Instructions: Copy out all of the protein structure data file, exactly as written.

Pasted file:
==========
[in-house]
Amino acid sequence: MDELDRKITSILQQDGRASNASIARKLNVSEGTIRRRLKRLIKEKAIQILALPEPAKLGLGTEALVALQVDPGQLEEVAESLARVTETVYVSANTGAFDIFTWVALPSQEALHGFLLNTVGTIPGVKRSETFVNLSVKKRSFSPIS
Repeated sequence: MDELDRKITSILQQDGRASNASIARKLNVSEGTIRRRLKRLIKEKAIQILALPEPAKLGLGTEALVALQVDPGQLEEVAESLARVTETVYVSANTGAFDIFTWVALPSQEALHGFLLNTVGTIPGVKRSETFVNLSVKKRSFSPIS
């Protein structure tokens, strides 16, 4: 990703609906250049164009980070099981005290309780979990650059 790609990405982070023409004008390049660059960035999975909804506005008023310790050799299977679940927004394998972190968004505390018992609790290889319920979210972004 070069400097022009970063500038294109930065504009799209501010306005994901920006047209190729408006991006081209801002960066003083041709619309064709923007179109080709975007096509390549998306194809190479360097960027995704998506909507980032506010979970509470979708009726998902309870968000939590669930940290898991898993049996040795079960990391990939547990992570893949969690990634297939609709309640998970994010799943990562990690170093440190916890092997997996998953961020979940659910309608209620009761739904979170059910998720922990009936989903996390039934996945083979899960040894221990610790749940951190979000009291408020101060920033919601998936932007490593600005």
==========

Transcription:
[in-house]
Amino acid sequence: MDELDRKITSILQQDGRASNASIARKLNVSEGTIRRRLKRLIKEKAIQILALPEPAKLGLGTEALVALQVDPGQLEEVAESLARVTETVYVSANTGAFDIFTWVALPSQEALHGFLLNTVGTIPGVKRSETFVNLSVKKRSFSPIS
Repeated sequence: MDELDRKITSILQQDGRASNASIARKLNVSEGTIRRRLKRLIKEKAIQILALPEPAKLGLGTEALVALQVDPGQLEEVAESLARVTETVYVSANTGAFDIFTWVALPSQEALHGFLLNTVGTIPGVKRSETFVNLSVKKRSFSPIS
């Protein structure tokens, strides 16, 4: 990703609906250049164009980070099981005290309780979990650059 790609990405982070023409004008390049660059960035999975909804506005008023310790050799299977679940927004394998972190968004505390018992609790290889319920979210972004 070069400097022009970063500038294109930065504009799209501010306005994901920006047209190729408006991006081209801002960066003083041709619309064709923007179109080709975007096509390549998306194809190479360097960027995704998506909507980032506010979970509470979708009726998902309870968000939590669930940290898991898993049996040795079960990391990939547990992570893949969690990634297939609709309640998970994010799943990562990690170093440190916890092997997996998953961020979940659910309608209620009761739904979170059910998720922990009936989903996390039934996945083979899960040894221990610790749940951190979000009291408020101060920033919601998936932007490593600005």